amount of blood that the left 7 ventricle had taken from it (QI, 4v), and it further brings it about that the nourishment of all parts of the body must also be discontinuous (QI, 7).

That the beat of the heart was automatic seems to have been accepted at one time. Thus it is said of the heart “This beats of itself and never stops, except eternally,” and on the same page it is pointed out that none of the inferior organs of the body can be stopped by the will, unless it be the lungs. The heart acts automatically and so does the stomach and the other intestines joined to it; and it is similar with the liver, the gall-bladder, the spleen, the testicles, the kidneys and the bladder (AnB, 13). But in another passage, probably written later, after he had observed the possible relation of the vagus nerve to the heart, Leonardo is not so certain as to the automaticity of the heart and makes a memorandum to inquire whether the stimulus to contract does not come to the heart through a nerve as in the case with other muscles (QIV, 7). This passage, which is full of interest, has already been quoted (p. 160).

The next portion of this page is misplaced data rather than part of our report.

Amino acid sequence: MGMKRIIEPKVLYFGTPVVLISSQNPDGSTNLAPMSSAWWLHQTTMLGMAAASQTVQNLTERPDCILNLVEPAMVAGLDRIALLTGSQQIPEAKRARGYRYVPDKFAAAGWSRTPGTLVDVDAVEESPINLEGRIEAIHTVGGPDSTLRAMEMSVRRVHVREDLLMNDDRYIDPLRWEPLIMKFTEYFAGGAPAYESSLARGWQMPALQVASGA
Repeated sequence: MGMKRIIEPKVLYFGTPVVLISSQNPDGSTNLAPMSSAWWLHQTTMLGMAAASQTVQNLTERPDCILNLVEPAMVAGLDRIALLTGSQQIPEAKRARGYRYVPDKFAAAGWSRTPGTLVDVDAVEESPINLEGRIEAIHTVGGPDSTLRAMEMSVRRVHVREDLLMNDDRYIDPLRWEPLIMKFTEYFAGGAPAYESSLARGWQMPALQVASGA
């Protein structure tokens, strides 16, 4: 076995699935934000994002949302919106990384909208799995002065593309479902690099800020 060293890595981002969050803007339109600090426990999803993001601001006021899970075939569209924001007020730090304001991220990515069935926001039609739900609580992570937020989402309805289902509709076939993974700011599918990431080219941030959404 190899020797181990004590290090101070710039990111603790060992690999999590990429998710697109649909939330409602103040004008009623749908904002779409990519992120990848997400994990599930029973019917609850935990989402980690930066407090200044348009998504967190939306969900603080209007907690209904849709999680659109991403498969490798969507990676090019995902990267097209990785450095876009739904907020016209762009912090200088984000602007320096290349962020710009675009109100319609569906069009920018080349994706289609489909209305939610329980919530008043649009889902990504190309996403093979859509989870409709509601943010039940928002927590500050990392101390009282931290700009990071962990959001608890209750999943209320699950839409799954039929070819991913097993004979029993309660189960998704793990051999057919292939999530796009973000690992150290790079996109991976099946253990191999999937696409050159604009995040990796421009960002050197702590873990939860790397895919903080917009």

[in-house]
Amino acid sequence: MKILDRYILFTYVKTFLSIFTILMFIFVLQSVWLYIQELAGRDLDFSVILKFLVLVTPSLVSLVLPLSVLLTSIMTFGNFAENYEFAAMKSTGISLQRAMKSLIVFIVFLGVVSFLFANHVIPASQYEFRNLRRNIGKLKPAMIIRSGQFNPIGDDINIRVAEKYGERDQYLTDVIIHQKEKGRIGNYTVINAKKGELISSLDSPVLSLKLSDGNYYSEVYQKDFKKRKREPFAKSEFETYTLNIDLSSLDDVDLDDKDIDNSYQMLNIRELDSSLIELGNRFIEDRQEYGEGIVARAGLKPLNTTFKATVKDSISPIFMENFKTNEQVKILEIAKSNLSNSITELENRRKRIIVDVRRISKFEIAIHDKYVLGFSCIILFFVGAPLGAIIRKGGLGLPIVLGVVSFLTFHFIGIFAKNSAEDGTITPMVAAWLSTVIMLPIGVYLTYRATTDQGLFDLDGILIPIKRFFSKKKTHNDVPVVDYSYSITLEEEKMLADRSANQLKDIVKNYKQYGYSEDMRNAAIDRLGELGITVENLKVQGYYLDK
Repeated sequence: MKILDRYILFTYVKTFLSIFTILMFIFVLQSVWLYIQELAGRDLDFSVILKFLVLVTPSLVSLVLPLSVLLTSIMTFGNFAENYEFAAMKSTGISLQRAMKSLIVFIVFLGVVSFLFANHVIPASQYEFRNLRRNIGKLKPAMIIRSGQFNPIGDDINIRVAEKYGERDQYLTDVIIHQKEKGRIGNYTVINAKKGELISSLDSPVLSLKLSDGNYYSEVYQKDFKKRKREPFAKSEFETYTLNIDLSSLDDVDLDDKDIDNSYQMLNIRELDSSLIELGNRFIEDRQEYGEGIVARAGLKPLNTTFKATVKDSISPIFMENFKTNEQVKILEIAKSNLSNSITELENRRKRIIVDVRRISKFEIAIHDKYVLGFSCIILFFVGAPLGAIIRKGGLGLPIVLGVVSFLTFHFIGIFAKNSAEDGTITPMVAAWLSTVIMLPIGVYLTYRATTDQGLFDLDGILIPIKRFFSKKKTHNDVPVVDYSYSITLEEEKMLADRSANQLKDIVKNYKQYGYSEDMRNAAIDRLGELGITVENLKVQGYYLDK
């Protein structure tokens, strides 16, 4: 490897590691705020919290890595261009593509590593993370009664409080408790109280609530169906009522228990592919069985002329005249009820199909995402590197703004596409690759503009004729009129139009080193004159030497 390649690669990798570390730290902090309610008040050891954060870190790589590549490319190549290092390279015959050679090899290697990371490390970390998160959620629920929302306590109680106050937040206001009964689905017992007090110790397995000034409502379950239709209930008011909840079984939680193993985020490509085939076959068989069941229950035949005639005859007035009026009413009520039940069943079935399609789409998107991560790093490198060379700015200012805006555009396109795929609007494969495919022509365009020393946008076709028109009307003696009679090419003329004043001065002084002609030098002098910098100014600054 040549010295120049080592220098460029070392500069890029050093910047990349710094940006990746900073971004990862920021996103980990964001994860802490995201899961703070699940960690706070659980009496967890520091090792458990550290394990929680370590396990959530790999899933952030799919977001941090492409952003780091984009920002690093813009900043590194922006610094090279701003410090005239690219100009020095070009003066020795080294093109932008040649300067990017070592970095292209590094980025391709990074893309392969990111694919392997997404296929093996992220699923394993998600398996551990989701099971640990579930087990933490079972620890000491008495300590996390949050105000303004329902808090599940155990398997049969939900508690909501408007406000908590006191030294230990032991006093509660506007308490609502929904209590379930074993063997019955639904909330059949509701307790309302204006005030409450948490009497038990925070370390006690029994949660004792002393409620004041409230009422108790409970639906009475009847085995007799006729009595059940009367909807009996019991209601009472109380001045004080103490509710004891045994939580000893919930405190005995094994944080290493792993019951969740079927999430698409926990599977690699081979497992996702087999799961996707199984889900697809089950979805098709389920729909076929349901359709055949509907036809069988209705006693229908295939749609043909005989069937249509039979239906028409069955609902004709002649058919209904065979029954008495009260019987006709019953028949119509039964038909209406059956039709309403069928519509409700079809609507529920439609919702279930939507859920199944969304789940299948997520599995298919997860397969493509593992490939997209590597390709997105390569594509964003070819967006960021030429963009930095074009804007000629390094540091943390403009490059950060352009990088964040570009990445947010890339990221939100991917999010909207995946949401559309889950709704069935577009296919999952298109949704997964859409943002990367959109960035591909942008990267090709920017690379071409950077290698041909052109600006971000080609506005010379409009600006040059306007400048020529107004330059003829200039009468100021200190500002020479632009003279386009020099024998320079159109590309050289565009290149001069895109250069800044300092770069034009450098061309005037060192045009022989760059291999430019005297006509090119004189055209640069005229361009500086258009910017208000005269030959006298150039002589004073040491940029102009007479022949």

7 Leonardo has “right” here, but it is evidently a slip.

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Pages where the terms "Historic" (textbooks, papers, people, recommendations) appear on this site, and sections within pages where this disclaimer appears, indicate that the content and scientific understanding are specific to the time of publication. This means that while some scientific descriptions are still accurate, the terminology and interpretation of the developmental mechanisms reflect the understanding at the time of original publication and those of the preceding periods, these terms, interpretations and recommendations may not reflect our current scientific understanding.     (More? Embryology History | Historic Embryology Papers)
   Leonardo da Vinci (1930): 1 Introductory | 2 Anatomy from Galen to Leonardo | 3 Possible Literary Sources of Leonardo’s Anatomical Knowledge | 4 Anatomical Illustration before Leonardo | 5 Fortunes and Friends | 6 Leonardo’s Manuscripts, their Reproduction and his Projected Book | 7 Leonardo’s Anatomical Methods | 8 General Anatomy and Physiology | 9 Leonardo’s Canon of Proportions | 10 The Skeleton | 11 The Muscles | 12 The Heart | 13 The Blood-vessels | 14 The Organs of Digestion | 15 The Organs of Respiration | 16 The Excretory and Reproductive Organs | 17 The Nervous System | 18 The Sense Organs | 19 Embryology | 20 Comparative Anatomy | 21 Botany | 22 Conclusion | References | Glossary of Terms | List of Illustrations

Reference: McMurrich JP. Leonardo da Vinci - the anatomist. (1930) Carnegie institution of Washington, Williams & Wilkins Company, Baltimore.

Cite this page: Hill, M.A. (2020, July 14) Embryology Leonardo da Vinci - the anatomist (1930) 12. Retrieved from https://embryology.med.unsw.edu.au/embryology/index.php/Leonardo_da_Vinci_-_the_anatomist_(1930)_12